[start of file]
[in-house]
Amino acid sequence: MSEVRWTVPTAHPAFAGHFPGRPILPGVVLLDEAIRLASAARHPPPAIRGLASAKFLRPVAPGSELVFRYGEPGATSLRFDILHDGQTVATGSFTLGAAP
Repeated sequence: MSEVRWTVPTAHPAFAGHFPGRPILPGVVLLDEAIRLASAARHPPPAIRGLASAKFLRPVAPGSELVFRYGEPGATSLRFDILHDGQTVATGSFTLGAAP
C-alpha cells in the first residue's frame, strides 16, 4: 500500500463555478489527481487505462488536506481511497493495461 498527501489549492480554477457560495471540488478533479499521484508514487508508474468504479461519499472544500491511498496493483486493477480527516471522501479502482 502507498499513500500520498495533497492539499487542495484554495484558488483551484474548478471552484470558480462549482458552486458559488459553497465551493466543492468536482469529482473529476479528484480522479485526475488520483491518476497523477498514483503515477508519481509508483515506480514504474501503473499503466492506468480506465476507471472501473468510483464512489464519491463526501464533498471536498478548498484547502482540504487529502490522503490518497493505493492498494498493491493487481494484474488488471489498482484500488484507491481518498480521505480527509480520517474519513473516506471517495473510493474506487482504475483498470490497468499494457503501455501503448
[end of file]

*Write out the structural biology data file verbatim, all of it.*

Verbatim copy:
[in-house]
Amino acid sequence: MSEVRWTVPTAHPAFAGHFPGRPILPGVVLLDEAIRLASAARHPPPAIRGLASAKFLRPVAPGSELVFRYGEPGATSLRFDILHDGQTVATGSFTLGAAP
Repeated sequence: MSEVRWTVPTAHPAFAGHFPGRPILPGVVLLDEAIRLASAARHPPPAIRGLASAKFLRPVAPGSELVFRYGEPGATSLRFDILHDGQTVATGSFTLGAAP
C-alpha cells in the first residue's frame, strides 16, 4: 500500500463555478489527481487505462488536506481511497493495461 498527501489549492480554477457560495471540488478533479499521484508514487508508474468504479461519499472544500491511498496493483486493477480527516471522501479502482 502507498499513500500520498495533497492539499487542495484554495484558488483551484474548478471552484470558480462549482458552486458559488459553497465551493466543492468536482469529482473529476479528484480522479485526475488520483491518476497523477498514483503515477508519481509508483515506480514504474501503473499503466492506468480506465476507471472501473468510483464512489464519491463526501464533498471536498478548498484547502482540504487529502490522503490518497493505493492498494498493491493487481494484474488488471489498482484500488484507491481518498480521505480527509480520517474519513473516506471517495473510493474506487482504475483498470490497468499494457503501455501503448